Statistics from Altmetric.com
A 20-year-old man presented with history of diminution of vision since 8 years. On examination his best corrected visual acuity was 20/20 in the right eye and 20/200 in the left eye. Anterior segment examination was essentially normal in both eyes. Right eye fundus showed stellate maculopathy with schitic changes in the foveal region (figure 1A). Left eye fundus showed stellate maculopathy with schitic changes in the foveal region and an isolated wedge-shaped retinochoroidal coloboma in the inferior fundus (figure 1B). The retinochoroidal coloboma in the left eye was not involving the disc or macula. Optical coherence tomography of both eyes showed altered foveal contour, increased central macular thickness and schitic changes in the inner retinal layers with splitting of the retinal layers at the level of outer plexiform and inner nuclear layer (figure 1C, D). Electroretinogram of both eyes showed reduced photopic and scotopic responses. Both eyes showed reduced oscillatory potential (figure 1E). A diagnosis of juvenile retinoschisis was made based on fundus features and ancillary tests. The patient and family members were counselled regarding the disease nature, prognosis and genetic association. Topical dorzolamide BD was prescribed for the macular schitic changes.
Congenital retinoschisis is a rare bilateral condition characterised by vitreous degeneration and splitting of the retina between the nerve fibre and ganglion cell layers. Patients will typically have a cystic-like stellate maculopathy or a foveal schisis with or without peripheral retinoscisis.1 2 It is an X-linked recessive trait with mutation in RS 1 (XLRS1) gene, occurring mostly in males.2 Optical coherence tomography and electroretinogram aids in confirmation of diagnosis. In our case, the macular schisis and electroretinogram findings were in favour of the juvenile retinoschisis. Reduction of a wave amplitudes in our case can be explained by affection of both photoreceptors and inner retinal layers.3 There have been few reports wherein acquired retinoschisis and retinochoroidal coloboma have been described in the same patient. Juvenile retinoschisis with concurrent presence of morning glory coloboma has been described in one report so far.4 The concurrent presence of retinoschisis and coloboma in our case can be explained in terms of mutations in the XLRS1 gene, which may affect embryonic differentiation that can also lead to colobomatous change as described in earlier case report.4 However, in our case the genetic evaluation was not conducted as the patient and family members did not give consent for genetic testing. The presence of peripheral coloboma in our case can be due to same genetic origin of both disease and it can also be linked with the embryonic evolution of the eye as the coloboma in our case is inferior and peripheral in line with the closure of embryonic fissure.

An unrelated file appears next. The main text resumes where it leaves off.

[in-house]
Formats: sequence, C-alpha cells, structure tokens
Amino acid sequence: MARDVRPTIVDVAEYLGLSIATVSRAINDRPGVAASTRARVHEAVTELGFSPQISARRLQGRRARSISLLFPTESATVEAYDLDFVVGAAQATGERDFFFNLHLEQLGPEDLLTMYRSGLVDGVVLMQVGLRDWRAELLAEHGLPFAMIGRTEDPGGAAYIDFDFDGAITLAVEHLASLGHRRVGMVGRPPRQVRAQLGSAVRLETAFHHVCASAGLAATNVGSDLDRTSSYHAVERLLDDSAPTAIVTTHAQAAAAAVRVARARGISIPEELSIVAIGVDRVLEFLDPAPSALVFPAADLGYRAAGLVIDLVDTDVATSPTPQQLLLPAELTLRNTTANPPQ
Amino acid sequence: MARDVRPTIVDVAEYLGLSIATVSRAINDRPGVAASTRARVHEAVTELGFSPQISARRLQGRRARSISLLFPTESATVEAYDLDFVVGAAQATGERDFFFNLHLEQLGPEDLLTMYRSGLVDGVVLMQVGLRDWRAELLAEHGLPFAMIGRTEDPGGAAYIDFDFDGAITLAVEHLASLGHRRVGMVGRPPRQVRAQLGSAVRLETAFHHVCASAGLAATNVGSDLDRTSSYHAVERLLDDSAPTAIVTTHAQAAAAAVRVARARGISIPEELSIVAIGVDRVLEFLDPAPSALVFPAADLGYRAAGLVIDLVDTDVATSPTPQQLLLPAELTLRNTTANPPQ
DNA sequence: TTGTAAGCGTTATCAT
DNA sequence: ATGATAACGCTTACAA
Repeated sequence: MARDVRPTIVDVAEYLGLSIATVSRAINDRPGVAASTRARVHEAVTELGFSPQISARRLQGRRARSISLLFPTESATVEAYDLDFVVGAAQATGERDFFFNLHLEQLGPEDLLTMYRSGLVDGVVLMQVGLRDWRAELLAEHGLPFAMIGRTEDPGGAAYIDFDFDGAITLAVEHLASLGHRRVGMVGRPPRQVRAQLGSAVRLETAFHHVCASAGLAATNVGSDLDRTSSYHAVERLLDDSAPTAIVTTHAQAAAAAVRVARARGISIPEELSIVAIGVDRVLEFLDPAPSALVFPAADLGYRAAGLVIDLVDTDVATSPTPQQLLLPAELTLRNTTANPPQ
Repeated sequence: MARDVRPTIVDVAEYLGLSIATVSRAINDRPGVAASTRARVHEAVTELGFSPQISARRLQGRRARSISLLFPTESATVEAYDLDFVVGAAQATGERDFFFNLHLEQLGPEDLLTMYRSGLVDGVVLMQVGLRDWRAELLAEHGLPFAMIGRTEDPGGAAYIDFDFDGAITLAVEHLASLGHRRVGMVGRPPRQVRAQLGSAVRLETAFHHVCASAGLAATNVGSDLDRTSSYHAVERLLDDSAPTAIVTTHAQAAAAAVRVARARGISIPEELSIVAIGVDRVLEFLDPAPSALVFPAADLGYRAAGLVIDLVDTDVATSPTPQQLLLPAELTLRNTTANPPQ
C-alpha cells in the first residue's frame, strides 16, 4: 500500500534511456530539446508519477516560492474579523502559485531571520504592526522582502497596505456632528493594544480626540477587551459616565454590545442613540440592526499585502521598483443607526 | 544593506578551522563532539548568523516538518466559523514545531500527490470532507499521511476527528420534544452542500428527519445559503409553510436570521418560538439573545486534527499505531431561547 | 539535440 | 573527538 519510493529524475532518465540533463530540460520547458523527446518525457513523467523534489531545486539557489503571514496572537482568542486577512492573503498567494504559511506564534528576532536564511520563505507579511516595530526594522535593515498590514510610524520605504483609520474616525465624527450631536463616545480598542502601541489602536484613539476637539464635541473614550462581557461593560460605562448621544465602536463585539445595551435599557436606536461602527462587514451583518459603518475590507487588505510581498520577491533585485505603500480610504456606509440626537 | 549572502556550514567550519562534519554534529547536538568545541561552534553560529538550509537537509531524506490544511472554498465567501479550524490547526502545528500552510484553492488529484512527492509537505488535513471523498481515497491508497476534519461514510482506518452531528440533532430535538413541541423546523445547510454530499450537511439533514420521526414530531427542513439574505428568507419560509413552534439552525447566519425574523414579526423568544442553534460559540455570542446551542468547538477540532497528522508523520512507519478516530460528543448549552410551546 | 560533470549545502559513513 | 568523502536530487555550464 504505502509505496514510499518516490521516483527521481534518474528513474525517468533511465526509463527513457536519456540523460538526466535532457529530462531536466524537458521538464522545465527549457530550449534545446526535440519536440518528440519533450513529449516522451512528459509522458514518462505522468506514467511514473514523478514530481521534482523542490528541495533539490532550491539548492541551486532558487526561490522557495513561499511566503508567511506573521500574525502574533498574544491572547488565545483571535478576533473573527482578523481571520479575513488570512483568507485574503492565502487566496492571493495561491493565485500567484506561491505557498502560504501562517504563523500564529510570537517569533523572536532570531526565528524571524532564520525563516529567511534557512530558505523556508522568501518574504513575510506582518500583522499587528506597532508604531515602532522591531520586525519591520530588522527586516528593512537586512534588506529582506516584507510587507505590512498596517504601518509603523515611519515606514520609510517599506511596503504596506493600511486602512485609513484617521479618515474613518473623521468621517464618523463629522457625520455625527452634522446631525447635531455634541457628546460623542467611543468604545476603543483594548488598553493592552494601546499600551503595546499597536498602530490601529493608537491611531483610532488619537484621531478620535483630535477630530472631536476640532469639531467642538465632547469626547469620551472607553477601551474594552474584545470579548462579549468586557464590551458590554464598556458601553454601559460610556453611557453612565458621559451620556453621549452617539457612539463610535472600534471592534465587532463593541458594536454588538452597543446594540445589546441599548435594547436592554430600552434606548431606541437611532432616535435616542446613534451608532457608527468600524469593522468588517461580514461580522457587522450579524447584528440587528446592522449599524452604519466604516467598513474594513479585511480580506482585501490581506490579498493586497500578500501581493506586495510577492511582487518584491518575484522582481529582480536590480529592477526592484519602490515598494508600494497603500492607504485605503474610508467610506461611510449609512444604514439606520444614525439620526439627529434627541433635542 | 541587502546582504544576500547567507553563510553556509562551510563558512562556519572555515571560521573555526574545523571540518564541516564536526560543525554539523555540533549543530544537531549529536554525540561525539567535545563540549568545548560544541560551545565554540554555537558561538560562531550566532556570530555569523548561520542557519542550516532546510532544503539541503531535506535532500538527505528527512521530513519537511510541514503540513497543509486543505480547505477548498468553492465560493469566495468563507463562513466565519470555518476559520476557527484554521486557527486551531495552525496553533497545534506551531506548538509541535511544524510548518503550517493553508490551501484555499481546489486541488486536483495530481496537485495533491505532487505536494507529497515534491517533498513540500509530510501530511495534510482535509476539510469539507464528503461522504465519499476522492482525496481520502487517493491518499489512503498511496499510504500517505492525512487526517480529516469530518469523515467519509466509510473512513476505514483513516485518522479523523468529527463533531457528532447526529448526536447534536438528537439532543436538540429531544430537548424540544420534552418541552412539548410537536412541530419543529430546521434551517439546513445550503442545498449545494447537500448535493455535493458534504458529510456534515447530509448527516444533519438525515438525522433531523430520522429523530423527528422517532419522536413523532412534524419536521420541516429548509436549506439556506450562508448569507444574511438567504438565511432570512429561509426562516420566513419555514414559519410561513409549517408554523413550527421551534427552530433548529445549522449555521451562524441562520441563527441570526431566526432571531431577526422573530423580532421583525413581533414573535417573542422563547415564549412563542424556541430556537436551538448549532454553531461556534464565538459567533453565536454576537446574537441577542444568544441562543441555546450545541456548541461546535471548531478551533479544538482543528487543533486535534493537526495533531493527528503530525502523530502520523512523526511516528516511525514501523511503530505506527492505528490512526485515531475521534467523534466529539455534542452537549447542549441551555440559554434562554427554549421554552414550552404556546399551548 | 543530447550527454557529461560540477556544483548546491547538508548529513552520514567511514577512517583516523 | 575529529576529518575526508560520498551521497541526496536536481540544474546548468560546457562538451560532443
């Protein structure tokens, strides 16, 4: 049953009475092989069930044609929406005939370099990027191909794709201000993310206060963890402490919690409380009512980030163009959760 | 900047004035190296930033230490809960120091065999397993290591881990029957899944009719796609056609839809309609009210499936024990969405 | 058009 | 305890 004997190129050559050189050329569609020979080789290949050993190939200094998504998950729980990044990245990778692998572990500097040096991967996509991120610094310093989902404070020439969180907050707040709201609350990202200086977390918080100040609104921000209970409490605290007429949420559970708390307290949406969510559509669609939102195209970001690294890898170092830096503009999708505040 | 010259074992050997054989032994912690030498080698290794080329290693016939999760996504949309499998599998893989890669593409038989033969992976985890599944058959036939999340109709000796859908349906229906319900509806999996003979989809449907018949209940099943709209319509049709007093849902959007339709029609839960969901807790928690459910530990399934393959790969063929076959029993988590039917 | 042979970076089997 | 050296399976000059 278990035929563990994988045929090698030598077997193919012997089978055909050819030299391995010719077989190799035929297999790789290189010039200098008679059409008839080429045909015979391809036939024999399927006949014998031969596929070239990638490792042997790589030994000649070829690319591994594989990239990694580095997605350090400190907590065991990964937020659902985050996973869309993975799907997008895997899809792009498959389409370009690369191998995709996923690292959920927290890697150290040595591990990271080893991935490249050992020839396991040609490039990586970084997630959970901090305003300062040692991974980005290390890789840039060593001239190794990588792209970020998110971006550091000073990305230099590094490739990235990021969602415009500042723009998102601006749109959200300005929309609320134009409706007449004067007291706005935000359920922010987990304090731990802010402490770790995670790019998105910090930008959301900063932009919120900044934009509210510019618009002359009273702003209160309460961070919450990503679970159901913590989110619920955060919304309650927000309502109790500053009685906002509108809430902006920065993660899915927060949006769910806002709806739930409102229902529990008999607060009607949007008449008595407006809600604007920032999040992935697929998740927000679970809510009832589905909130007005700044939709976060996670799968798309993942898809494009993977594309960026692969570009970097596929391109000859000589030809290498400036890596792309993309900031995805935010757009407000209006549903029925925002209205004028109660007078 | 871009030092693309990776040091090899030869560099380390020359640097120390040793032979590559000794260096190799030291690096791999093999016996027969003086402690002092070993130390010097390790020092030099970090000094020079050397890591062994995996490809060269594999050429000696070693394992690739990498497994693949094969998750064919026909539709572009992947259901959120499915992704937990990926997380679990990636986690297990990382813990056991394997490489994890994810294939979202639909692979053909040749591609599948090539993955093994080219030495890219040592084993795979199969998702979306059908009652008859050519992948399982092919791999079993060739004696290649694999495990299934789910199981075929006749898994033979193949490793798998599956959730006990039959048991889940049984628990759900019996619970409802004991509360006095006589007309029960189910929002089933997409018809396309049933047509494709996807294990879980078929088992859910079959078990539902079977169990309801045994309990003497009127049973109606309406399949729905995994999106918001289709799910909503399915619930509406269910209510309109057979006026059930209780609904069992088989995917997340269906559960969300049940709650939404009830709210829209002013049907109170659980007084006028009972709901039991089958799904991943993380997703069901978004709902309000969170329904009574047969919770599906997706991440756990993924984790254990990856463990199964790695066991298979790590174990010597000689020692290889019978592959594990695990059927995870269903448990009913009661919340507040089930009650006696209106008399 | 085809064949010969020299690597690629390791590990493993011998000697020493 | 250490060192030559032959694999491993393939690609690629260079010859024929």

Medical counselling helped me and my family members to have better understanding of the disease nature, its inheritance pattern and prognosis.
Association of juvenile retinoschisis with coloboma or any other embryonic defects should be kept in mind owing to common differentiation of structures embryonically due to mutations in XLRS1 gene.
Counselling of patients and the family members in any rare disorder regarding nature of disease is an important part of clinical practice for improvement of quality of clinical care.
Regular follow up should be advised to the patient and parents and the patient should be monitored for progression.
Contributors KA was involved in conception and design, acquisition of data, analysis and interpretation of data, and final approval of the version published. DCP was involved in drafting the article or revising it critically for important intellectual content. Both the authors are accountable for the article and to ensure that all questions regarding the accuracy or integrity of the article are investigated and resolved.
Funding The authors have not declared a specific grant for this research from any funding agency in the public, commercial or not-for-profit sectors.
Competing interests None declared.
Provenance and peer review Not commissioned; externally peer reviewed.
Patient consent for publication Obtained.
If you wish to reuse any or all of this article please use the link below which will take you to the Copyright Clearance Center’s RightsLink service. You will be able to get a quick price and instant permission to reuse the content in many different ways.